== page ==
Skip to content

Even though we all have to do it at some point, resigning can be stressful. It’s an awkward conversation to have with your boss and you can never be sure how they’re going to react. The best way to help alleviate the stress of resigning is to be well informed on the process.

Here are our recommended resignation steps: 

1. Make sure you have all the particulars of your new role figured out first. If you’re resigning because you’ve accepted a job elsewhere, it’s important that you first ensure you have a written contract and not simply a verbal job offer. The last thing you want is to tell your current company you’re resigning only to find out the job you were offered has been rescinded. 

2. Read your contract. Read the terms of your current agreement to ensure that you’re clear on the amount of notice your employer is entitled to be given. The standard is that employees must give their employer two weeks’ notice, but this can vary. You don’t want to get tripped up by discovering you need to give four weeks’ notice, or you may find you’re not legally bound to give any notice (however, it’s good to remember that providing adequate notice is the courteous thing to do).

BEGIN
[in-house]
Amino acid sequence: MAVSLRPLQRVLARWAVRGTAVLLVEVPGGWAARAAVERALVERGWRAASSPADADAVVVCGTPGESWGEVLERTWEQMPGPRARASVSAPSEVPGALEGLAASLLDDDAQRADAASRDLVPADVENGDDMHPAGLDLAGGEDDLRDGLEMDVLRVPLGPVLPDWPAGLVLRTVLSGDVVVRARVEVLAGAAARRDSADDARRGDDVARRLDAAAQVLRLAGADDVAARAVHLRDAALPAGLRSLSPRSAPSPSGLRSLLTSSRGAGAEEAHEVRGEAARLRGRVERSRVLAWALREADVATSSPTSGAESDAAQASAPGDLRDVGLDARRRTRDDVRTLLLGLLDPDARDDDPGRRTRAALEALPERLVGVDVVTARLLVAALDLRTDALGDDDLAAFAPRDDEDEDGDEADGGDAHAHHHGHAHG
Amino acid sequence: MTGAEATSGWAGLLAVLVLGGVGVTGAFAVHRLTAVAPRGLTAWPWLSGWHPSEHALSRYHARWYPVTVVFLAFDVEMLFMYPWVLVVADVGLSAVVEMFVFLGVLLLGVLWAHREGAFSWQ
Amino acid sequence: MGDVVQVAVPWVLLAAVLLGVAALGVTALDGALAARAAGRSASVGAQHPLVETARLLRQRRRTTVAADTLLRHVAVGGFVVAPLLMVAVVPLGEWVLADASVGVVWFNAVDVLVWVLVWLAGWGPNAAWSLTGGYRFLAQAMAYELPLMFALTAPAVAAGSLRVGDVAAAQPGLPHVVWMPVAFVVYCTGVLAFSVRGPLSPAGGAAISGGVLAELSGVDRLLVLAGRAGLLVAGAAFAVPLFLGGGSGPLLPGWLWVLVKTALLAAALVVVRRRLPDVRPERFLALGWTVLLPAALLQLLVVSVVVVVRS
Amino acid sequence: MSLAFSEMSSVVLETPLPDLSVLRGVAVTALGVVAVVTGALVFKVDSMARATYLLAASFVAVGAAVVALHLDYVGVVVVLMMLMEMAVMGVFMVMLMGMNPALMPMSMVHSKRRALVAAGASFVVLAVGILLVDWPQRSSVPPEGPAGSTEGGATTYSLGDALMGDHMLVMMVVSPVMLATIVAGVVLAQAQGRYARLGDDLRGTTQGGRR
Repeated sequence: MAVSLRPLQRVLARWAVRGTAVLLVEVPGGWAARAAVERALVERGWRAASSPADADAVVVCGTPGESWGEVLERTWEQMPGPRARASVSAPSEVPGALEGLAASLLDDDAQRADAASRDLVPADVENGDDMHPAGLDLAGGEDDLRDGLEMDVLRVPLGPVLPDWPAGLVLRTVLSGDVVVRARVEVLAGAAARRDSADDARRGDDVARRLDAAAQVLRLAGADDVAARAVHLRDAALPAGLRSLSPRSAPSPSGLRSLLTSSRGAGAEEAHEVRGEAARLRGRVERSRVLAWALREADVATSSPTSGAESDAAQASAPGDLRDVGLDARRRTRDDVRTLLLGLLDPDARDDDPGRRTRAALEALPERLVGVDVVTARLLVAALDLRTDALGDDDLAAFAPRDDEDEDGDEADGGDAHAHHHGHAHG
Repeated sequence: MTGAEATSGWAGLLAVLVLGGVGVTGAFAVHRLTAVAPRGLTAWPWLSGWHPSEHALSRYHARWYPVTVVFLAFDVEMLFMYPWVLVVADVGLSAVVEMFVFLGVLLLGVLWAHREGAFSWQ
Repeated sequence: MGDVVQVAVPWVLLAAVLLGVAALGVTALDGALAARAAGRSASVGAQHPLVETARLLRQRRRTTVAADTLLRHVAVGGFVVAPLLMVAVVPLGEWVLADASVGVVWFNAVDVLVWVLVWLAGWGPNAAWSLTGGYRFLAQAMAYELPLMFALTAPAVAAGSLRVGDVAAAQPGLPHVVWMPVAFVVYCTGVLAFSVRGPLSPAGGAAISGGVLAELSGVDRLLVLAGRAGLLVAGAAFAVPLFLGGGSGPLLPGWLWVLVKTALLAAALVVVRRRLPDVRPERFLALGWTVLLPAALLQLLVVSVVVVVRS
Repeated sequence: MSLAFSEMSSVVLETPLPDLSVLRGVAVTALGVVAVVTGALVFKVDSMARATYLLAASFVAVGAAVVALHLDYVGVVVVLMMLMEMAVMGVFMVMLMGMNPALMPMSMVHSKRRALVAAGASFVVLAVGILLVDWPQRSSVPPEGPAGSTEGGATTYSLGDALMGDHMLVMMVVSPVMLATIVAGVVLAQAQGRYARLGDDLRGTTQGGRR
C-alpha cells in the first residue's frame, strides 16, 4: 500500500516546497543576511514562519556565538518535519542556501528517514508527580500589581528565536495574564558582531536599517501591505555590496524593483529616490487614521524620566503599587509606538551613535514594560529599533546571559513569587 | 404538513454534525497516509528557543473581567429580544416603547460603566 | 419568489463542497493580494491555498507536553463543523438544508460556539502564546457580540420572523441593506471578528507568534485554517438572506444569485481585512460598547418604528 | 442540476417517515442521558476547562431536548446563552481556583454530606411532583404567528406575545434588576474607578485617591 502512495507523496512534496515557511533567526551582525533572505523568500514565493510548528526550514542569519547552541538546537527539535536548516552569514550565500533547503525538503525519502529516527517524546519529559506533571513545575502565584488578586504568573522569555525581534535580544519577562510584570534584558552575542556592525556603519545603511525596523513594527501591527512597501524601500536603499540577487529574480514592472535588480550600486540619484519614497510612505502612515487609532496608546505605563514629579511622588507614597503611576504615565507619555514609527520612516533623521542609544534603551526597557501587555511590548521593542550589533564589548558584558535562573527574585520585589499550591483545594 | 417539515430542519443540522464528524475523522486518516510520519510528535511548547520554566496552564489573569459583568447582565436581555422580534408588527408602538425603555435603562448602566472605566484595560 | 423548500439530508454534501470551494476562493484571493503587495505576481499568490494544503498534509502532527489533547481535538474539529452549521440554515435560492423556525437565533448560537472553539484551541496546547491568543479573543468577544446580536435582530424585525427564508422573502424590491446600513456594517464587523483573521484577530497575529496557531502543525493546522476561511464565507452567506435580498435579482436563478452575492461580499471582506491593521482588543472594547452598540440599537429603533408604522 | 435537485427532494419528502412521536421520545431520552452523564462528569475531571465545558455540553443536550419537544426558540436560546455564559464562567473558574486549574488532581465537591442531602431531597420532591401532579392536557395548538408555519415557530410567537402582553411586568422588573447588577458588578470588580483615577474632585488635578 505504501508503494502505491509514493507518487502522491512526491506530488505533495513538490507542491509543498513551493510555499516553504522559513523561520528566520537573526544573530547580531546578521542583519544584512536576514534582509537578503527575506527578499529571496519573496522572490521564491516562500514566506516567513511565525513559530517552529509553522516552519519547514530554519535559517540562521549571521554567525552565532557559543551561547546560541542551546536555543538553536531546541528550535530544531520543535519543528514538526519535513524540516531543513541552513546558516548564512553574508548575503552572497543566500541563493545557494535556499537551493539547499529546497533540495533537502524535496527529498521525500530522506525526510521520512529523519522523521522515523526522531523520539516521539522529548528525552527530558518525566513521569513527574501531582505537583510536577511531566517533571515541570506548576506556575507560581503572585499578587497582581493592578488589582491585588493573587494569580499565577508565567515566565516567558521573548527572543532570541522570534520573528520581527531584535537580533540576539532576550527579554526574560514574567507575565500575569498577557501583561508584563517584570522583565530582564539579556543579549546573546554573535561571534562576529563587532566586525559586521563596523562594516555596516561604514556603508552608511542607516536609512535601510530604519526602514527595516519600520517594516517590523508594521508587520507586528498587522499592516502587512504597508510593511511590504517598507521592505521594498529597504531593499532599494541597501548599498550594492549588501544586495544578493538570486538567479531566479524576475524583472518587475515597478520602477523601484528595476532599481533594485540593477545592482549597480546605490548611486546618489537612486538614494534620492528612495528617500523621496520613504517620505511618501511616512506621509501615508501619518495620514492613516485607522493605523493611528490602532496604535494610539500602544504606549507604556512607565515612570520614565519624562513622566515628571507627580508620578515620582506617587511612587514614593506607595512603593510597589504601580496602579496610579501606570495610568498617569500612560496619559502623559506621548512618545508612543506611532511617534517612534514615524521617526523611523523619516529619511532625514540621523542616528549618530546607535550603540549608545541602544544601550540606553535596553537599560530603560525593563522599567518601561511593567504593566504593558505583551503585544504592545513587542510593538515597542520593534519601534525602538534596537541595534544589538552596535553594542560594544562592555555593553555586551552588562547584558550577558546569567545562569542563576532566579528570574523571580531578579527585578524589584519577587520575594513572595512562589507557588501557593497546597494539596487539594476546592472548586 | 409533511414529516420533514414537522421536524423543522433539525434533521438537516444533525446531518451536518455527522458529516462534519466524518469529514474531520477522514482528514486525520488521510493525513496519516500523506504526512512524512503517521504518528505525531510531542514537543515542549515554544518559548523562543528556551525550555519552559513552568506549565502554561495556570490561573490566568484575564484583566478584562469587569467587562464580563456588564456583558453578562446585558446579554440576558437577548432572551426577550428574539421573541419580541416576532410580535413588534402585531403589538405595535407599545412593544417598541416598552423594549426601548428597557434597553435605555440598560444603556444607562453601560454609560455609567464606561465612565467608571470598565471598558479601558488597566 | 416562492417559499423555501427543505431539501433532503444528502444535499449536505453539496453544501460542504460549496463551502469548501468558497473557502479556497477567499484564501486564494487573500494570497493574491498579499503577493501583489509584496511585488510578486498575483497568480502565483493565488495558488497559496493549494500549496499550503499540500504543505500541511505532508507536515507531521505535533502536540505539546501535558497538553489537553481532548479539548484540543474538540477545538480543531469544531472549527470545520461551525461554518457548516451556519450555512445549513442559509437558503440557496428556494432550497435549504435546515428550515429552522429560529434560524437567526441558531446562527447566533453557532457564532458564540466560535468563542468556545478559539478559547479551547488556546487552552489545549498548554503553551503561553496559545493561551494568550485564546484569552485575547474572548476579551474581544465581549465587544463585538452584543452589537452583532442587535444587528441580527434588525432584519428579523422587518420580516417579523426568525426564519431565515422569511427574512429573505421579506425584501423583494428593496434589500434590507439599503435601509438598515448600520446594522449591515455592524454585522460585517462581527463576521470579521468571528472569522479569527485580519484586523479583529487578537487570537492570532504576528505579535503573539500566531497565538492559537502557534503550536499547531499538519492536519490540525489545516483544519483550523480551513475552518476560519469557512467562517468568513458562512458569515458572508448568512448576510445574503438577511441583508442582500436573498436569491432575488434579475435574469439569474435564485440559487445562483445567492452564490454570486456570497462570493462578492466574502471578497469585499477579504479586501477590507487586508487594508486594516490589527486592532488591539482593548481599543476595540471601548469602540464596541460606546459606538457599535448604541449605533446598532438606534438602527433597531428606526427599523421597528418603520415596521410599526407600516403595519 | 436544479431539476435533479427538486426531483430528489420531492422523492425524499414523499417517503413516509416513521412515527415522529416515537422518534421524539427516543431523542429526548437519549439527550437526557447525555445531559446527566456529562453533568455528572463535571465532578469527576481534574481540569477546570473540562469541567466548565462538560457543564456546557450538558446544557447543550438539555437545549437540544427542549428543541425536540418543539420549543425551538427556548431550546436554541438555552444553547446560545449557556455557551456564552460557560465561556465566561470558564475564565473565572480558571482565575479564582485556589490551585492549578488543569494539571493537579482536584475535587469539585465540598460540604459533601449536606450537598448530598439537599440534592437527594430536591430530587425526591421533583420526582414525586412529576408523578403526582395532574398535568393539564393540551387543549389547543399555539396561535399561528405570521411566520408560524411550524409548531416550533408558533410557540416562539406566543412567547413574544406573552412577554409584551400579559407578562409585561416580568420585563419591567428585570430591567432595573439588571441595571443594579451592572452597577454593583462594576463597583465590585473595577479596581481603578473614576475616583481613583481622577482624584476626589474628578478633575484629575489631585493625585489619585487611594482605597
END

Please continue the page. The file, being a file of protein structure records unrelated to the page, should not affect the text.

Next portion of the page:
Make a transition plan. Once you’re clear on the timeframe for when you’ll be finishing in your current role, it’s a smart idea to make a transition plan. Assess your workload and what can be achieved in the time you have left. If there aren’t already handover documents outlining your role then you may need to create them. Put together a plan you can present to your manager for transitioning. They will greatly appreciate this, and it gives you the opportunity to leave on a good note. Far too often employees mentally check out as soon as they’re offered a new job, but it’s important never to burn bridges and to keep your reputation intact. 

4. Write a formal resignation letter. Now it’s time to formally write a resignation letter. Feel free to ask our consultants for our free, editable resignation template.

5. Resign in person to your direct boss. This step is usually the most challenging for people. However, if you’ve done all the above procedures, hopefully you’re feeling confident and clear on what you need to convey in the conversation. Bring your resignation with you and make sure that your manager is the first person at your company you tell you’re leaving. Remember to be polite and professional. Managers have usually had to face resignations before and most of them will understand. Your manager will want to discuss the transition plan at some point. You will then be able to share your transition outline and ask what their expectations of you are prior to your departure

6. Be prepared for an exit interview. Not all companies conduct these, however those that do are seeking to discover what motivated you to leave so they can find out if there are any constructive takeaways. Keep it professional and polite, but be brutally honest as well. Too often employees have exit interviews with HR without discussing significant issues they were having in their role. In actual fact, these sorts of discussions are actually very beneficial for businesses and may help them improve in the future.